MLIR, or Multi-Level Intermediate Representation, is a representation format and library of compiler utilities that sits between the model representation and low-level compilers/executors that generate hardware-specific code.
MLIR is, at its heart, a flexible infrastructure for modern optimizing compilers. This means it consists of a specification for intermediate representations (IR) and a code toolkit to perform transformations on that representation. (In compiler parlance, as you move from higher-level representations to lower-level representations, these transformations can be called “lowerings”)
MLIR is highly influenced by LLVM and unabashedly reuses many great ideas from it. It has a flexible type system, and allows representing, analyzing and transforming graphs combining multiple levels of abstraction in the same compilation unit. These abstractions include TensorFlow operations, nested polyhedral loop regions, and even LLVM instructions and fixed hardware operations and types.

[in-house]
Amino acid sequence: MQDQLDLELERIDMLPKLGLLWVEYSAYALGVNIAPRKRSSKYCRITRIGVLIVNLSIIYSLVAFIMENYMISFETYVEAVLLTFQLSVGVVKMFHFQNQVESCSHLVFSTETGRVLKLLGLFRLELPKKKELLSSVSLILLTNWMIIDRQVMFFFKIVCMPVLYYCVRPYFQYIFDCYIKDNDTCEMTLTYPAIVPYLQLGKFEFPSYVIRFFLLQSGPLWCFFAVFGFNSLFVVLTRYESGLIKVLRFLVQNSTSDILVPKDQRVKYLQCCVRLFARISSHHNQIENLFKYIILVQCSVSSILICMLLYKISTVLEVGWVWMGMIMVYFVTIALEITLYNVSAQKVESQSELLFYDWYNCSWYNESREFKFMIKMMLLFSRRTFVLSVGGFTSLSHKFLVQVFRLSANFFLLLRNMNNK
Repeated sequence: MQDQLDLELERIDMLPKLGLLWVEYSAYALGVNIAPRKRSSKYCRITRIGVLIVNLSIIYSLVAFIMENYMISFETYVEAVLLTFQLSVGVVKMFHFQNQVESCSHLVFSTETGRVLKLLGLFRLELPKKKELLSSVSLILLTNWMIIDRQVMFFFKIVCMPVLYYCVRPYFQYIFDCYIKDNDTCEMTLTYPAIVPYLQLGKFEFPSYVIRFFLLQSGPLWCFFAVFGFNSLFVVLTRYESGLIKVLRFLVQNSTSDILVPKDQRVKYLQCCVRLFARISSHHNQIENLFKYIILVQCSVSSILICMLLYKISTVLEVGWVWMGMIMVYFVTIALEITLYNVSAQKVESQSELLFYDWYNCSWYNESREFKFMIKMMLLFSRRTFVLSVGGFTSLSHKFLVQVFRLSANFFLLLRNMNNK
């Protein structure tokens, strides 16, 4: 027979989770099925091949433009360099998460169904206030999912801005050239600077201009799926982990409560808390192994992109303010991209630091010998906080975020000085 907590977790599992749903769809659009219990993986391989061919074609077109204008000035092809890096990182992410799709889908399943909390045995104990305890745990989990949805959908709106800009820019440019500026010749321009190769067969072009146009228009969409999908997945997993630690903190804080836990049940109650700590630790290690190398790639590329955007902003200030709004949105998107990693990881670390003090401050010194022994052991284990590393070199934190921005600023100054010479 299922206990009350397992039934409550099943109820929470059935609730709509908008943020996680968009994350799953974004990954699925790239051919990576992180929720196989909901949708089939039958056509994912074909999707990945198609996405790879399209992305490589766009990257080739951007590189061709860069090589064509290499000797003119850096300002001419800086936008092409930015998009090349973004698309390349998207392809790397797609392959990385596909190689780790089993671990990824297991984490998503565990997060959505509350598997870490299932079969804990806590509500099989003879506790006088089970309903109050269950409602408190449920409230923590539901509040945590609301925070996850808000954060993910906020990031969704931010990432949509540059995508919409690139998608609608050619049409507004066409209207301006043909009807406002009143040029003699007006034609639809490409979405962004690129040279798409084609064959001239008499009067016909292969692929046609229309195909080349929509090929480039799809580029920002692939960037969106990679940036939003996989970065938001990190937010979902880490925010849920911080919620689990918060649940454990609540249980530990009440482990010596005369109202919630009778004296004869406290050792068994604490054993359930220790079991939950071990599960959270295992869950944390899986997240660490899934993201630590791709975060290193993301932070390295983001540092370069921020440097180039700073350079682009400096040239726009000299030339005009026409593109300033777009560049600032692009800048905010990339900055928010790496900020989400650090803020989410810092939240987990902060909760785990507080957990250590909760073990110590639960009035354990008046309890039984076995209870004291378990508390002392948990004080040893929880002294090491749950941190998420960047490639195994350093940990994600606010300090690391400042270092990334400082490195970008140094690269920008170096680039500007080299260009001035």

We expect MLIR to be of interest to many groups, including:
- Compiler researchers and implementers looking to optimize performance and memory consumption of machine learning models
- Hardware makers looking for a way to connect their hardware to TensorFlow, such as TPUs, portable neural hardware in phones, and other custom ASICs
- People writing language bindings that want to take advantage of optimizing compilers and hardware acceleration.
The TensorFlow ecosystem contains a number of compilers and optimizers that operate at multiple levels of the software and hardware stack. We expect the gradual adoption of MLIR to simplify every aspect of this stack.